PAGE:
Sunday, January 3, 2010

Songhai Proverbs

Kabu hinka non gu care nyumey.
Two hands wash themselves.

This proverb speaks of the desire and ability to do one's part. It often takes two, each doing one's part to the best of one's ability, to accomplish the task together.

Amaana wo malku no, ndu a nin i gu a nwa no.
Confidence is like the cooked head of a sheep, a unique dish reserved for special occasions. If the head is cooked well, a person will eat it.

As the dish that which is not fully cooked is not expected to be eaten, so it is for the person who makes a promise and tries to make it seem as it was no big deal. He wants others to believe that he should not expected to keep his promise if the circumstances did not fall to his advantage, it was not his fault, it was not his responsibility this proverb is used in jest when teasing friends, as the subject is a very serious one indeed.

Haro bi su moru konu.
Clean water does not stink.

In English we have a proverb with a similar meaning...where there is smoke, there is fire.

Man no hansi gu konde jeni?
Where has the dog taken the millet stalk?

Nigerien dogs do not eat millet stalks; they do not like them. It is like saying to someone, "If you do not like it, why take it?" One could say this to a Songhai man who wants to marry a woman of another people group, as the Songhai would never consider marrying anyone other than another Songhai.

Ciiri su nu bon sifa honji la.
Salt can not glorify itself in the sauce.

This expression speaks to the issue of pride and how important one believes himself to be. One should not praise oneself; it should be left for others to do. One can not accomplish things alone.

Bundu mu jiri hari la, a su ba gu te kare.
Even if a log floats in water for a long time, it will never become a crocodile.

There are some things that are impossible to accomplish, no matter how long or how hard one tries. The missionary will never become an African Songhai, no matter how long one lives in Niger, how often one wears traditional clothing, or how well one can speak Songhai.

Isa gu ba da gu ba tontoni.
The river is too large and it wants to become bigger.

Even though the river is full to overflowing, it still wants more water. This proverb talks about insatiable craving of more and more, never having enough, never being satisfied.

Hey kan ka bon futa nya ga kulu gu ka bon kana nya ga.
Unlucky or bad things come to one's mother; lucky or good things will also come to her.

One should never laugh at the misfortunes of another, as the same misfortunes might come to one's own house also.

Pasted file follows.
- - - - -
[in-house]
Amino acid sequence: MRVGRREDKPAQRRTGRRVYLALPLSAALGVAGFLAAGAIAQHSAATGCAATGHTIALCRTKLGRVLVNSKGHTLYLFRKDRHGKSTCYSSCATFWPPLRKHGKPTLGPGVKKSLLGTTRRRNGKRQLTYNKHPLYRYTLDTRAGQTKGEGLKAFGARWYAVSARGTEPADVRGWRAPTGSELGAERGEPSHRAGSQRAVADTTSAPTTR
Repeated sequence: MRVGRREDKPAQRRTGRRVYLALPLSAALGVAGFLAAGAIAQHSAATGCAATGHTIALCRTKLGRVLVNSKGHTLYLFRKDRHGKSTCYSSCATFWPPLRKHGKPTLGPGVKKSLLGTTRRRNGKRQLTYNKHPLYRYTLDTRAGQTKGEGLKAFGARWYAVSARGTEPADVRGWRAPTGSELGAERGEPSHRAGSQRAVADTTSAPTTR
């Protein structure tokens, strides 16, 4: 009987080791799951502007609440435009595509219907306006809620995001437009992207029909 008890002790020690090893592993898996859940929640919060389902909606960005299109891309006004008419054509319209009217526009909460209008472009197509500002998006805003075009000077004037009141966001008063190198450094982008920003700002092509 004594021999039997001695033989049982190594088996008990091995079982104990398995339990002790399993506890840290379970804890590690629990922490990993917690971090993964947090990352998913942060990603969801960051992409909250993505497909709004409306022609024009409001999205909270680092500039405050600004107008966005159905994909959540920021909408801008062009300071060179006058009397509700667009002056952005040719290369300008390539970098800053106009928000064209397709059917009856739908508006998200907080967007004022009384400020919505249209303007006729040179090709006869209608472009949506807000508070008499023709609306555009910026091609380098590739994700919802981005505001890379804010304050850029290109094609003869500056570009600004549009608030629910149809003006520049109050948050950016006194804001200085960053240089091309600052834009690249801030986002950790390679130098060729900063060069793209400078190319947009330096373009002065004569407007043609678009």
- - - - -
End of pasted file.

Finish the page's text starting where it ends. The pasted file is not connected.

Yo gu bu dey, a manu hangasu.
It is true that the camel will eventually die, but he will never stretch out and lay flat on his back.

Some things are inconceivable and, impossible in one's life. There are also some things that are sure to come, such as death and taxes.

Hay kan fumbu kulu nongu doy.
All Things that stink will rise to the top.

Evil things planned and done in secret will eventually be known to all.

Nda ni bisa boru ize, ni bisa boru.
If you exceed the number of children that another person has, you are better than that person.

Songhai believe that the man who has many children is richer than another who has fewer children. This man is also more respected than other men within the community. The proverb refers to his character as well as his material possessions. It is a saying that generally sums up and closes an argument by stating, "I have it and you do not, so that proves my point that I am better than you."

Sasa me gu keyna ndu aljam.
The mouth of a sparrow is too small for the bit of a horse.

This proverb speaks to excesses. It would be used to tell a parent that his discipline is too much or in excess for the small child. It would also be used to insult someone as an American would use the saying, "Sticks and stones may break my bones, but words can never hurt me." By this he would mean that the bad thing that has been done to him means nothing, one can not hurt him.

1 comment:

  1. Love this, let's bring this to the masses, that the black man may know his history and be proud of where he comes from

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